Growing up on a strict musical diet of pop and rock, I once viewed jazz as this formless gunk that intellectuals would roll around in to make themselves feel superior to the unkempt masses. It was art for intimidation’s sake: indulgent, self-congratulating and worst of all, boring.
Something tells me I wasn’t alone in that view. People deride jazz not
so much for its musicianship, but more so for those insufferable
assholes who listen to it. Turtleneck-wearin’, finger-snappin’, rock
‘n’ roll-hatin’, ivory tower elitists! They guard their cultural
clubhouse like prepubescent boys on cootie patrol. And who would want
to join that sort of club, anyway?
Well, it took awhile, but I eventually had a conversion experience to
jazz, not to mention its appreciators. I received my baptism at college (where else?), via a music
appreciation course and a psychology professor who would rock stuff
like Jaco Pastorius over the speakers before he began his lectures.
My first lesson: Every musical genre is a big tent, and jazz might have
the broadest reach of them all. Clearly, any genre that could fit both
Sun Ra and Kenny G under its boughs had something to offer for just
about any music fan. And so I began my first timid purchases of jazz
albums, in search of what worked for me.
Which brings us to the list below. Collected here are some albums that
I think work as great entry points for jazz newbies. I write this
compendium not as any sort of jazz aficionado or historian... just an
amateur explorer, still trying to find his own way.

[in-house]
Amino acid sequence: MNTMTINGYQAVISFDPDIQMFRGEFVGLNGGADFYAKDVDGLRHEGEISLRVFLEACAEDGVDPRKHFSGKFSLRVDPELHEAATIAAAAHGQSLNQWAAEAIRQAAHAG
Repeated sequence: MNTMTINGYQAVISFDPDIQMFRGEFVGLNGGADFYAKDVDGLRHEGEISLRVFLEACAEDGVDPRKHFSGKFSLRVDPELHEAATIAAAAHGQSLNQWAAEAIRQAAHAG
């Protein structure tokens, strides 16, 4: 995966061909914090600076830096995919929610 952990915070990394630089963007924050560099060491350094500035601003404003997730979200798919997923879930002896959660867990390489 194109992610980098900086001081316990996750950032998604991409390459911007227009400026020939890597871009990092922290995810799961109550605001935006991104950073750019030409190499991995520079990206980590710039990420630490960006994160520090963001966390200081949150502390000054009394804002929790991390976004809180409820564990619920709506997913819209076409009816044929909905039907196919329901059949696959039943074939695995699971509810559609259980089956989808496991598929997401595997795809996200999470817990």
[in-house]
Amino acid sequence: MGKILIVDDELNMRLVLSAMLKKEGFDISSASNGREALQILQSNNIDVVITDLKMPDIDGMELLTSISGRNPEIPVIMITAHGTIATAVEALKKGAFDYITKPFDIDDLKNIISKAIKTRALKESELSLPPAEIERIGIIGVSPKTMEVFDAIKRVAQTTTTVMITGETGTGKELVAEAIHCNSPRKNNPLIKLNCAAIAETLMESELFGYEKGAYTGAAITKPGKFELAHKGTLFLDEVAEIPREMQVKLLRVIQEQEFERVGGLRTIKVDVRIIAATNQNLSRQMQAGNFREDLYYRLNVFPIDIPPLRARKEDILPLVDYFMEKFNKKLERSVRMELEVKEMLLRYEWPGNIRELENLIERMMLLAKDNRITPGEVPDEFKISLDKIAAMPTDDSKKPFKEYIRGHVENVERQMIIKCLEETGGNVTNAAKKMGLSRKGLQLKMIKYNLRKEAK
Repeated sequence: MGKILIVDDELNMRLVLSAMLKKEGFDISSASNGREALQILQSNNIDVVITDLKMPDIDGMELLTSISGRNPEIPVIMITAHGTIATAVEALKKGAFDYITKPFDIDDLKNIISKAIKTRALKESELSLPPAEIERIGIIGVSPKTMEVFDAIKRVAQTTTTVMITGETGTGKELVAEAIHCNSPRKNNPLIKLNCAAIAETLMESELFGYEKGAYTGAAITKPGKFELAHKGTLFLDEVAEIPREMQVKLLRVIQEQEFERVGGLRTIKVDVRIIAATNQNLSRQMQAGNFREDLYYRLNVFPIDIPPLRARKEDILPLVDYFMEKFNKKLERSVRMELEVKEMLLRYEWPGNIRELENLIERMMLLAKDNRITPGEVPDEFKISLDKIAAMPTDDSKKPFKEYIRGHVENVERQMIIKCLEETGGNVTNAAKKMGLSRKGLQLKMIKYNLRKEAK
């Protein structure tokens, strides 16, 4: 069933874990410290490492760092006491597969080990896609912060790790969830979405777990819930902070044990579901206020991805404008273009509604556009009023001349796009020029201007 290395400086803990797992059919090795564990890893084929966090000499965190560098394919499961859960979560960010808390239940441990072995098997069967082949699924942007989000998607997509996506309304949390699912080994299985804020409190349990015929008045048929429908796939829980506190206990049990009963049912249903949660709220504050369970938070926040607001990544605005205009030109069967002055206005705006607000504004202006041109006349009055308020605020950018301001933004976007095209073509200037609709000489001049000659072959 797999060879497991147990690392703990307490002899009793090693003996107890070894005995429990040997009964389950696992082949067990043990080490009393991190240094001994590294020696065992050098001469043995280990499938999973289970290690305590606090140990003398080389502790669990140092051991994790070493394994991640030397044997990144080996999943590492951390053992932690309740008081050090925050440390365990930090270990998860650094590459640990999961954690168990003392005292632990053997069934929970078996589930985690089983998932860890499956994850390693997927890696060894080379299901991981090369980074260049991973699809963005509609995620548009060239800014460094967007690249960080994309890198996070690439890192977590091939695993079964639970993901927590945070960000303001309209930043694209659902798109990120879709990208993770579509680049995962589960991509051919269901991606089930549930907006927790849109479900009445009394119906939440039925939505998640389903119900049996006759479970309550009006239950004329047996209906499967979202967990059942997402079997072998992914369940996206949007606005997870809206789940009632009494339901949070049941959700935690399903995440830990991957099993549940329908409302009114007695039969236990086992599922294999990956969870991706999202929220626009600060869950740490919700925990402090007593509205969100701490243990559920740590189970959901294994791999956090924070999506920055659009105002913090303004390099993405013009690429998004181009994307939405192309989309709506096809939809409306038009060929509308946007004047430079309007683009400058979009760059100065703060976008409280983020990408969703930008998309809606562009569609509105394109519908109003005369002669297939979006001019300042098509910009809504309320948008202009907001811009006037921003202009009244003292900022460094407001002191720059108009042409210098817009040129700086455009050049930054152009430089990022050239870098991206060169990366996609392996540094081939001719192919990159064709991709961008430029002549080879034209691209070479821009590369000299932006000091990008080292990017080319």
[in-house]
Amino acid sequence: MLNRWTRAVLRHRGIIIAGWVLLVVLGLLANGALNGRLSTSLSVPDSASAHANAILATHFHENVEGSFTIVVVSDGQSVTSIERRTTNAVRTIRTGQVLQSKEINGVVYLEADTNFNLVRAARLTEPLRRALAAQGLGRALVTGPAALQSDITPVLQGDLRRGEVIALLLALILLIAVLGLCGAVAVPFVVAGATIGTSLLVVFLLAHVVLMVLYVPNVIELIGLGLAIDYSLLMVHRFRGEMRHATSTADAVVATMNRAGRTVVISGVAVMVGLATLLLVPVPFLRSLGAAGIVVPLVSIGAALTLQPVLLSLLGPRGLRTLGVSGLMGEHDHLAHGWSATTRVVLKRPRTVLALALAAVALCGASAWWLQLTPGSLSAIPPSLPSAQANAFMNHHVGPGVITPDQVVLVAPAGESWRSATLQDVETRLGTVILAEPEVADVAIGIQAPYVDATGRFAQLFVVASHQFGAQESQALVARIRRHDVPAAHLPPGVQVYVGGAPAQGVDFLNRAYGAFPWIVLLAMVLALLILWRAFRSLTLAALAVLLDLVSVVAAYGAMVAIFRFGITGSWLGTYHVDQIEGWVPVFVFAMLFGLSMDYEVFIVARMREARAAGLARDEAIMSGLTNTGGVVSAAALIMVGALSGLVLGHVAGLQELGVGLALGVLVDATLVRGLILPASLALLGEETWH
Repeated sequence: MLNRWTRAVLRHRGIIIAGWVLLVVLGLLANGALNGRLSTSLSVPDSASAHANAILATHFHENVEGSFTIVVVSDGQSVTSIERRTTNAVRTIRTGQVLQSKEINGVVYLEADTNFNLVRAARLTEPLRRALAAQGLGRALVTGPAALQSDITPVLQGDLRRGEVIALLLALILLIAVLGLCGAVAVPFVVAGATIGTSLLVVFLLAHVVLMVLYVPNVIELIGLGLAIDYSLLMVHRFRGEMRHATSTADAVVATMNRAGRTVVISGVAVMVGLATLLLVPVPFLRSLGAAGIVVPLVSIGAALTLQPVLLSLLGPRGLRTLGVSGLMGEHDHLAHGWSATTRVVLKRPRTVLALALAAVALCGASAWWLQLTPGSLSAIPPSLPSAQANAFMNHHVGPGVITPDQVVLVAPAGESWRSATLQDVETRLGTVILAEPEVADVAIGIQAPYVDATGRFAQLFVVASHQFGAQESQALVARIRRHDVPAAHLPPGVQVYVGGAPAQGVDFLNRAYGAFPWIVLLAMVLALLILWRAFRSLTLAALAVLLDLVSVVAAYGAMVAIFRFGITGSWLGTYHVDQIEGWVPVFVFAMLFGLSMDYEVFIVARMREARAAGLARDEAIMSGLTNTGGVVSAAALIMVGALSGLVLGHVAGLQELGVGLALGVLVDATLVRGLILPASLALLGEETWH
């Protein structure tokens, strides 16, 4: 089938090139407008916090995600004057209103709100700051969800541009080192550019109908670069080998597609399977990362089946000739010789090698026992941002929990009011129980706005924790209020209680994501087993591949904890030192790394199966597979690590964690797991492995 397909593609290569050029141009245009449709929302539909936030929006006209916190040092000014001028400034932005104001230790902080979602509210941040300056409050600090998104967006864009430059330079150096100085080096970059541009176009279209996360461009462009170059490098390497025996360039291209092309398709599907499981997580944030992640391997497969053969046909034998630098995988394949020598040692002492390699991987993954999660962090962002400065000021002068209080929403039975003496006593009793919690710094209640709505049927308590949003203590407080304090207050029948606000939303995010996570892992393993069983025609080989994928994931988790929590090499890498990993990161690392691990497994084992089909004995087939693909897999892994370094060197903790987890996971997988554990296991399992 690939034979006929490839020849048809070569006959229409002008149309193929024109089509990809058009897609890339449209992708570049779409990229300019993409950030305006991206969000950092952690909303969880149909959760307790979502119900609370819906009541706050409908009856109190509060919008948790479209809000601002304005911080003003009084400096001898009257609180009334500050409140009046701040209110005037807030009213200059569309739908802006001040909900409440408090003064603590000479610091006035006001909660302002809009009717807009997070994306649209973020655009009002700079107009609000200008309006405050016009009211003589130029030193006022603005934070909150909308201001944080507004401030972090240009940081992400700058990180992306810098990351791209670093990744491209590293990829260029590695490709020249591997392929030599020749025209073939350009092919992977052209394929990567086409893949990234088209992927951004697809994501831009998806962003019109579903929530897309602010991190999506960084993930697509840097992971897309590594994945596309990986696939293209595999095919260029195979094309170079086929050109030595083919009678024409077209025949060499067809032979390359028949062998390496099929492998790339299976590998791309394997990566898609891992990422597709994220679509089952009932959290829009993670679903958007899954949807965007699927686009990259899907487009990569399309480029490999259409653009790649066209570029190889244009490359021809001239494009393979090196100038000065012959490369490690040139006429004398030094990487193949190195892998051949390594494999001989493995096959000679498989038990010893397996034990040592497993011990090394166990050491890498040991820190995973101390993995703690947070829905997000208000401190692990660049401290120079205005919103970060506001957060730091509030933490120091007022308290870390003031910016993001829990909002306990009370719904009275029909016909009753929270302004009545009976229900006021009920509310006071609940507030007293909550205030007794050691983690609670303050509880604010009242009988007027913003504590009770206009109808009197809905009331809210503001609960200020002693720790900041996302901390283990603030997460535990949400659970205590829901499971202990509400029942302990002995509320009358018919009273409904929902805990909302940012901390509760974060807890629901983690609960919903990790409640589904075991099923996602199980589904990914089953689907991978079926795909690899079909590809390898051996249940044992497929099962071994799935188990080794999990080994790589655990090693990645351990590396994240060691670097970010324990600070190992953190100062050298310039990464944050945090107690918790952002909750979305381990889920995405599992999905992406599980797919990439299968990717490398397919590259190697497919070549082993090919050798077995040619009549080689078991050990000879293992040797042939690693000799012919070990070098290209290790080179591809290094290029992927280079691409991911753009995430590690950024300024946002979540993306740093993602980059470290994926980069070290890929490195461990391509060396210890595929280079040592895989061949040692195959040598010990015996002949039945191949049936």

Art Blakey and the Jazz Messengers: Moanin’ (1958)
A horribly ill-informed comparison, perhaps, but to me, Art
Blakey was the John Bonham of jazz drummers. He had the technical chops
to teach a semester-long seminar, but played with such fire and bravado
that I always have to sit up and take notice when I listen to his stick
Take “The Drum Thunder Suite” off of Moanin’, which is basically an
excuse for Blakey to go buck wild while his sidemen take five every few
measures. His toms rumble along at a manic clip, while his hi-hat
clicks insistently behind. Blakey’s a one-man storm front, swallowing
everything in his path.
But like Bonzo, Blakey was just as adept at complementary play as he
was at showmanship. The title track is a classic ensemble affair, with
Jazz Messengers Bobby Timmons (piano, the song’s composer), Lee Morgan
(trumpet) and Benny Golson (saxophone) all getting the chance to shine.
And Blakey? He just hangs out at the back of the swelling arrangement and lets it ride.
The Dave Brubeck Quartet: Time Out(1959)
Dave Brubeck was math rock long before the term “math rock” was even a
twinkle in some rock critic’s eye. Time Out explores a variety of
different time signatures, but never to the point of inscrutability.
“Take Five” is probably the one tune neophytes have already heard, in
TV commercials, dentist’s offices and shopping malls. But to these ears,
“Blue Rondo A La Turk” is the stone-cold classic cut on this record.
Band geeks gawk at its shifts between 9/8 and 4/4 time, while the rest
of us just marvel at the swirling melody and the ease with which the
band pulls it off.
As much as Brubeck is the leader here, the lighter-than-air saxophone